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Music History Monday: November 10

Posted by Jeff Harris, November 10, 2014 10:59am | Post a Comment

To read more Behind The Grooves, go to http://behindthegrooves.tumblr.com.

On this day in music history: November 10, 1975Chicago IX: Chicago's Greatest Hits, the ninth Chicago IXalbum by Chicago, is released. Produced by James William Guercio, it is recorded at CBS Studios in New York City, Columbia Recording Studios in Los Angeles, and the Caribou Ranch in Nederland, CO from January 1969 - December 1973. The first greatest hits package for the band, the 11-song compilation will feature tracks from Chicago's first seven albums. Though it will exclude any selections from their third and fourth albums, due to Chicago III not yielding a major hit single and their sprawling 4-LP live set recorded at Carnegie Hall also not having any singles released from it. It will also not contain any tracks from Chicago VIII, which had only been released eight months before. Since XI is issued only as a single LP, it will include the edited versions of "Does Anybody Really Know What Time It Is? (original pressings feature the promo radio edit, later replaced by the commercial 45 edit when reissued on CD), "Make Me Smile," and "Beginnings" (faded earlier to run only 6:28, with the full 7:51version restored on the CD release) to meet the time constraints of vinyl. The album's cover artwork features a photo of the band members on a painting scaffold, making it one of the few Chicago albums to actually feature the band on the front cover. Original vinyl pressings will feature custom label artwork and inner sleeve, with later repressings using the standard red Columbia label and generic inner sleeves. CBS will also release the album in quadraphonic stereo. Chicago IX: Chicago's Greatest Hits will spend five weeks at number one on the Billboard Top 200, and is certified 5x Platinum in the US by the RIAA.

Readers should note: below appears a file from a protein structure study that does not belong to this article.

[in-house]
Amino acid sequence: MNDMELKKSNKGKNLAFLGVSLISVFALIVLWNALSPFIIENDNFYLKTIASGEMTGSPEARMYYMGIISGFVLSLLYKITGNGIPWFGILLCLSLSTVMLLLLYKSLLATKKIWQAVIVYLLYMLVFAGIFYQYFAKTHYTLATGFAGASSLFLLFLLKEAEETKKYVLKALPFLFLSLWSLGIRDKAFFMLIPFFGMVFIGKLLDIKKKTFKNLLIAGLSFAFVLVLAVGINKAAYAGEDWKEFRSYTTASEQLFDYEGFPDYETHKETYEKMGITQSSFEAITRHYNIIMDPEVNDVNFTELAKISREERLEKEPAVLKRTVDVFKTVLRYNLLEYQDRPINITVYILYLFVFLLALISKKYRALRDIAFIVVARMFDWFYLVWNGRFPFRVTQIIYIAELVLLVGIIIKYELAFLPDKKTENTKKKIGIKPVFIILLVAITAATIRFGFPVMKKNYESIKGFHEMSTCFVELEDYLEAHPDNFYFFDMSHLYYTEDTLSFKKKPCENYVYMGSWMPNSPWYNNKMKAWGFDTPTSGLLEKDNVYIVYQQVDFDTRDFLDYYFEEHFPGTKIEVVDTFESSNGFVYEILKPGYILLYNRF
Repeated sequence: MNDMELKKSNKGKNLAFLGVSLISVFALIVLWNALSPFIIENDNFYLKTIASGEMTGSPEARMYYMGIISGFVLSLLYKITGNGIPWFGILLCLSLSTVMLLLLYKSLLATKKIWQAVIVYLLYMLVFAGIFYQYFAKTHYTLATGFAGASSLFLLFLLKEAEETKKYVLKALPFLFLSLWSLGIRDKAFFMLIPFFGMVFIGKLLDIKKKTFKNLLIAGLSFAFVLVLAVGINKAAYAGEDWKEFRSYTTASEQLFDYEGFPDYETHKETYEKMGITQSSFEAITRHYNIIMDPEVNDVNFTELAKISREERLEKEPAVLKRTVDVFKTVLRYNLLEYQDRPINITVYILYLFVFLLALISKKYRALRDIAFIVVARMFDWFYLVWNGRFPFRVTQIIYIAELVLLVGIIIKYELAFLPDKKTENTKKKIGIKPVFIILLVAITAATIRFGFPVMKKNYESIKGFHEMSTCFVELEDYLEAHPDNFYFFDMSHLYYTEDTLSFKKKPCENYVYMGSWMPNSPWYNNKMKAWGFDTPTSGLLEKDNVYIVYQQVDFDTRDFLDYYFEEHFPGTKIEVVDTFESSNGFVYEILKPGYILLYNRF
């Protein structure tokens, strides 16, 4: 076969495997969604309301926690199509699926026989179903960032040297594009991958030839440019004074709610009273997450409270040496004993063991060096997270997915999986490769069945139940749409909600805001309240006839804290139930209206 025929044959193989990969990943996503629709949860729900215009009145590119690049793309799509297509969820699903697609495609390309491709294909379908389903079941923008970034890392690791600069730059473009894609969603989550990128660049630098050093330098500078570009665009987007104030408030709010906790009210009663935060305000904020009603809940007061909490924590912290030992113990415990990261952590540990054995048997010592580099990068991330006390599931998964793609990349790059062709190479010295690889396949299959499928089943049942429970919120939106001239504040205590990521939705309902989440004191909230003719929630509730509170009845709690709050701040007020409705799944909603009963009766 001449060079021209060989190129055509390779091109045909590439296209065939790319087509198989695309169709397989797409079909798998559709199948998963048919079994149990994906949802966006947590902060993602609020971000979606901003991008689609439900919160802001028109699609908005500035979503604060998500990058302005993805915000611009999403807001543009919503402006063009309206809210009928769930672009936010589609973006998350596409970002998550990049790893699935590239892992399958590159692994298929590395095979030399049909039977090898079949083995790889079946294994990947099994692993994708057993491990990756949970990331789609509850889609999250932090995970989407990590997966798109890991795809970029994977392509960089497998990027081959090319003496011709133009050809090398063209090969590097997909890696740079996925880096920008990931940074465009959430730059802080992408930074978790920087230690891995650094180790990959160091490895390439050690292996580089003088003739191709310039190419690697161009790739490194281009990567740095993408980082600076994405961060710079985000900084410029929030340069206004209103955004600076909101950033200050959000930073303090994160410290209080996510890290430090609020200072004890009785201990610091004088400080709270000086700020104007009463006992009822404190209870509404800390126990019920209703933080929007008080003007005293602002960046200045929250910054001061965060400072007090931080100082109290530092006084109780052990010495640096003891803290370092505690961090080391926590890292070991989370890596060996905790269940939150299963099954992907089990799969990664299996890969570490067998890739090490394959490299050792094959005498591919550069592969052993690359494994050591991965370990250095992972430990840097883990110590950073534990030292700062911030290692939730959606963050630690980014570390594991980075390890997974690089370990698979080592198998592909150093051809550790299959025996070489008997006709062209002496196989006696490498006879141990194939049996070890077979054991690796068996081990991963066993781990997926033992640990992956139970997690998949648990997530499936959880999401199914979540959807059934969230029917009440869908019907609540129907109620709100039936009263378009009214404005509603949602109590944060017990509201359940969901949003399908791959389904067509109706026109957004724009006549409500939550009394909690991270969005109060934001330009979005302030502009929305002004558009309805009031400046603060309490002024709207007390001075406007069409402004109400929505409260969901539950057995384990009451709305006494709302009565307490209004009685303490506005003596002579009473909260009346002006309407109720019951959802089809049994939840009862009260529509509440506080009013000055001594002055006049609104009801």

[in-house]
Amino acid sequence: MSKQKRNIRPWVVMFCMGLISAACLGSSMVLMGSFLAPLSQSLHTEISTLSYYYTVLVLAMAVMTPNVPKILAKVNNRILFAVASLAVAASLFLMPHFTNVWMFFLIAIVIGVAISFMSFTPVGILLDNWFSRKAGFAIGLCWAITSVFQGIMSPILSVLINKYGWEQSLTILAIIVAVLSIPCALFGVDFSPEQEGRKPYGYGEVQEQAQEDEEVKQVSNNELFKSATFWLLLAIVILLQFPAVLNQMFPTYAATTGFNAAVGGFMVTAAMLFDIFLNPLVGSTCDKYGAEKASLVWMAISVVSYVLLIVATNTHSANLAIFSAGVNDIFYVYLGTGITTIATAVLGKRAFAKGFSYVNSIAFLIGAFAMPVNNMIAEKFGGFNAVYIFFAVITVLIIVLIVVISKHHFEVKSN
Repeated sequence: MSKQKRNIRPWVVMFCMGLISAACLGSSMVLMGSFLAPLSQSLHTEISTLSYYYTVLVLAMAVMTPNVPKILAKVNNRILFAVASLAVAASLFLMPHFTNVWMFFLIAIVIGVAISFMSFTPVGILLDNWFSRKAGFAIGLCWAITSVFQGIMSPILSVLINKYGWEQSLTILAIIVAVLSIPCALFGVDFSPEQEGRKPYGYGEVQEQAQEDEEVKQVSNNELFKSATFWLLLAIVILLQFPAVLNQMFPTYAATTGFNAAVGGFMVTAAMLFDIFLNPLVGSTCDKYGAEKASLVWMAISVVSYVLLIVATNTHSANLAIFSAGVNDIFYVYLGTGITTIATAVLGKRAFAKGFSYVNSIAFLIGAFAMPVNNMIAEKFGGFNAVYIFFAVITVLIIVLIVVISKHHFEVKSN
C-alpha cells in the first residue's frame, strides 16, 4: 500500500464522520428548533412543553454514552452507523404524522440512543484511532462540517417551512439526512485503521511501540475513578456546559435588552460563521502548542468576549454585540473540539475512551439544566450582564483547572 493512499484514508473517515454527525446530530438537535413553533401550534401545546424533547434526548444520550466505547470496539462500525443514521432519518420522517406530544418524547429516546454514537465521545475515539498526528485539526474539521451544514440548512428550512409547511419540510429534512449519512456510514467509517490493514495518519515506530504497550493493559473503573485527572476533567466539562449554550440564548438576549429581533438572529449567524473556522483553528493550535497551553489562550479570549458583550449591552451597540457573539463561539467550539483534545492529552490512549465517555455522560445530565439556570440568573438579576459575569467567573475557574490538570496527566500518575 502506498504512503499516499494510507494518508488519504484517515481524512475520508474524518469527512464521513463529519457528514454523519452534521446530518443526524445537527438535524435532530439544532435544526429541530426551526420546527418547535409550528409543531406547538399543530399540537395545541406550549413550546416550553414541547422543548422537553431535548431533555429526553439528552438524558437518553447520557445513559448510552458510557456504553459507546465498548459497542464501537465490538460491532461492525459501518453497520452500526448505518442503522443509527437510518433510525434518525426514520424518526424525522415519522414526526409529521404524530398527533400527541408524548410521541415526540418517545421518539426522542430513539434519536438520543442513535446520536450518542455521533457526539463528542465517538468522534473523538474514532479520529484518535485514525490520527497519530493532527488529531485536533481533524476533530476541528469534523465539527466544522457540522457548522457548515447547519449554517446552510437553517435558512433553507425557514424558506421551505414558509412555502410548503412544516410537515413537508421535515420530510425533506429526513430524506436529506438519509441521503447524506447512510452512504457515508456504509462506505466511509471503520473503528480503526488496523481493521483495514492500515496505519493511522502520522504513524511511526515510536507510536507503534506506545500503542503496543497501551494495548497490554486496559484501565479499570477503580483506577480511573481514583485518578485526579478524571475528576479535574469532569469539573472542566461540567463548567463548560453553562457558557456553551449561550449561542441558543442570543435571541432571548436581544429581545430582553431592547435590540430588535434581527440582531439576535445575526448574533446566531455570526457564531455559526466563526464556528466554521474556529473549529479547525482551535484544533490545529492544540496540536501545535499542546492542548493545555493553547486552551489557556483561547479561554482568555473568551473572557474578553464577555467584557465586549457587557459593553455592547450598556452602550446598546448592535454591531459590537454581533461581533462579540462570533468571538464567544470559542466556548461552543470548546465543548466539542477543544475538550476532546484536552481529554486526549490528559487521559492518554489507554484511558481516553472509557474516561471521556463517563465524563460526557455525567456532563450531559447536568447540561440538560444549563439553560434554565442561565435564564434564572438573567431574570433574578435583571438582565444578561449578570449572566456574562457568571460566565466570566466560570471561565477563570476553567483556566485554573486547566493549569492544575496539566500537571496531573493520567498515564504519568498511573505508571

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Music History Monday: November 3

Posted by Jeff Harris, November 3, 2014 10:07am | Post a Comment

To read more Behind The Grooves, go to http://behindthegrooves.tumblr.com.